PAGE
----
You could have saved yourself a lot of legal blah blah blah, I did mention the supreme court found country welfare to be a person welfare. That doesn't make it right. The court also once found Dred Scott to be a non citizen. That brought us the 14th amendment. The court often misuses that. You're working on the premise of the way things are and I, or we, are working on the way things were intended or should be. All social systems or democracies run out of money or collapse when the people are able rob the treasury and vote free stuff for themselves.<quoted text>
Back to this again, Teaman? It doesn't matter how many times you repeat the same t-bagger sht it doesn't make it true.
Do you understand the meaning of "res judicata"? The meaning of "general welfare" has been debated, settled and is not open to further judicial review.
Helvering v. Davis,(1937) Supreme Court opinion written by Justice Benjamin N. Cardozo. This decision slams shut further judicial review of Congress' right to interpret the "general welfare" clause. It also gives you the reason why the Court insists in interpreting this way.
[Excerpts of Helvering v. Davis]
"Congress may spend money in aid of the 'general welfare'[...] There have been great statesmen in our history who have stood for other views[...] The line must still be drawn between one welfare and another, between particular and general. Where this shall be placed cannot be known through a formula in advance of the event[...] The discretion belongs to Congress, unless the choice is clearly wrong, a display of arbitrary power, not an exercise of judgment. This is now familiar law."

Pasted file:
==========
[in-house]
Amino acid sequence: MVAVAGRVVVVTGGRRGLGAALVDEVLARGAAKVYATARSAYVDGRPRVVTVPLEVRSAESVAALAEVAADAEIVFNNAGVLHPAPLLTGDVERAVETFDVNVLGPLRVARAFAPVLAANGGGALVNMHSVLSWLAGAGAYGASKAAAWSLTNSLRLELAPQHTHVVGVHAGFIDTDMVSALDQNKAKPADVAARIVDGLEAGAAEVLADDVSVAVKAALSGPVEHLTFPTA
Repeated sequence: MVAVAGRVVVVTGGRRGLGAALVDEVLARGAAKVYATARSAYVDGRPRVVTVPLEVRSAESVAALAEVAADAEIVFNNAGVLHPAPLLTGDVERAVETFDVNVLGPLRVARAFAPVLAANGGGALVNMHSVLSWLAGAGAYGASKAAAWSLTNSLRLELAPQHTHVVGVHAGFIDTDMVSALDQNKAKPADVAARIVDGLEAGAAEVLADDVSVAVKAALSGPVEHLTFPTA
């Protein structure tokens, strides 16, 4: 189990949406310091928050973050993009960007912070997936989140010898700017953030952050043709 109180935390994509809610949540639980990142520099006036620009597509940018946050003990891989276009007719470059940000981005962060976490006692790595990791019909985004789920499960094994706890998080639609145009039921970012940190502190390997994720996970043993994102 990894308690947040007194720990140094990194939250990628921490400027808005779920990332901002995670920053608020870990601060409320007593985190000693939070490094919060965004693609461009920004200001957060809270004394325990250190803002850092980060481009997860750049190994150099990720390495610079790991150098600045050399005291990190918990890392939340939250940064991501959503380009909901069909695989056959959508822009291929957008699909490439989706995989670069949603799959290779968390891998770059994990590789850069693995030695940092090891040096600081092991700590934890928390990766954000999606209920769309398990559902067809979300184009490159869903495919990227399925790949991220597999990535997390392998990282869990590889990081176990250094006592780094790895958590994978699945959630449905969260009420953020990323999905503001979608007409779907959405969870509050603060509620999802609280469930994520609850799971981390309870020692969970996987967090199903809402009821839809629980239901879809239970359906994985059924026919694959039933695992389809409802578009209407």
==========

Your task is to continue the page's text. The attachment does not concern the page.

"The problem [social security] is plainly national in area and dimensions. Moreover, laws of the separate states cannot deal with it effectively. Congress, at least, had a basis for that belief. States and local governments are often lacking in the resources that are necessary to finance an adequate program of security for the aged. This is brought out with a wealth of illustration in recent studies of the problem. Apart from the failure of resources, states and local governments are at times reluctant to increase so heavily the burden of taxation to be borne by their residents for fear of placing themselves in a position of economic disadvantage as compared with neighbors or competitors. We have seen this in our study of the problem of unemployment compensation[...] A system of old age pensions has special dangers of its own if put in force in one state and rejected in another. The existence of such a system is a bait to the needy and dependent elsewhere, encouraging them to migrate and seek a haven of repose. Only a power that is national can serve the interests of all."
In other words, the United States Supreme Court has decided on multiple occasions (Helvering v. Davis, supra., United States v. Butler,(1936), et.al.), that Congress decides what's "general welfare" and what's "necessary and proper" - not the Constitution.
Why do you folk keep beating the same dog? It sounds pretty rhino to me, Teaman.
Move on, man....
"that Congress decides what's "general welfare" and what's "necessary and proper" - not the Constitution"
Think real long and hard about what you said there. The constitution was supposed to limit the power of congress. What is the difference between 535 dictators and one dictator whether they are voted in or not? It was congresses's decision on what is "necessary and proper" that brought us the financial crisis with their push for low income home ownership.
"The American Republic will endure until the day Congress discovers that it can bribe the public with the public's money."
Alexis de Tocqueville
BTW, using the word, teabagger, isn't very professional for a lawyer.